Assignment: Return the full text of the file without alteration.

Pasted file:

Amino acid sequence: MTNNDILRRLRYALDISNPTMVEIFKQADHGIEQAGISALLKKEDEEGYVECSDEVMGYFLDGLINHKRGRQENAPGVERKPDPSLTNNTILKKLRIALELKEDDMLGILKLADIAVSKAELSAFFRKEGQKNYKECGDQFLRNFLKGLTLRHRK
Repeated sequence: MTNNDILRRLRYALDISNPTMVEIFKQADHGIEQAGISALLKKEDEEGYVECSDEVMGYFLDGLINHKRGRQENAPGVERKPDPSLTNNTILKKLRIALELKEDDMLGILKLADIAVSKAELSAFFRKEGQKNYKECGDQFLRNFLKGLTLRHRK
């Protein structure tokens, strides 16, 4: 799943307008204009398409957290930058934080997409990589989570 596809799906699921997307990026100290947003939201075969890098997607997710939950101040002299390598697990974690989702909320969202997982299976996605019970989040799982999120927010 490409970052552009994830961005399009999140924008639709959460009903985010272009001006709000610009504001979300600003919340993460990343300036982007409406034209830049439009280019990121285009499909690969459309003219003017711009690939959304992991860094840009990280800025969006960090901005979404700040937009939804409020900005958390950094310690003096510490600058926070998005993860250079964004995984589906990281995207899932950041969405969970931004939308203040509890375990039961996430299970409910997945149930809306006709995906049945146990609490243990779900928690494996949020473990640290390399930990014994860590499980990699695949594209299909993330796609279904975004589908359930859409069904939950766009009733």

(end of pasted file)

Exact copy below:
Amino acid sequence: MTNNDILRRLRYALDISNPTMVEIFKQADHGIEQAGISALLKKEDEEGYVECSDEVMGYFLDGLINHKRGRQENAPGVERKPDPSLTNNTILKKLRIALELKEDDMLGILKLADIAVSKAELSAFFRKEGQKNYKECGDQFLRNFLKGLTLRHRK
Repeated sequence: MTNNDILRRLRYALDISNPTMVEIFKQADHGIEQAGISALLKKEDEEGYVECSDEVMGYFLDGLINHKRGRQENAPGVERKPDPSLTNNTILKKLRIALELKEDDMLGILKLADIAVSKAELSAFFRKEGQKNYKECGDQFLRNFLKGLTLRHRK
């Protein structure tokens, strides 16, 4: 799943307008204009398409957290930058934080997409990589989570 596809799906699921997307990026100290947003939201075969890098997607997710939950101040002299390598697990974690989702909320969202997982299976996605019970989040799982999120927010 490409970052552009994830961005399009999140924008639709959460009903985010272009001006709000610009504001979300600003919340993460990343300036982007409406034209830049439009280019990121285009499909690969459309003219003017711009690939959304992991860094840009990280800025969006960090901005979404700040937009939804409020900005958390950094310690003096510490600058926070998005993860250079964004995984589906990281995207899932950041969405969970931004939308203040509890375990039961996430299970409910997945149930809306006709995906049945146990609490243990779900928690494996949020473990640290390399930990014994860590499980990699695949594209299909993330796609279904975004589908359930859409069904939950766009009733």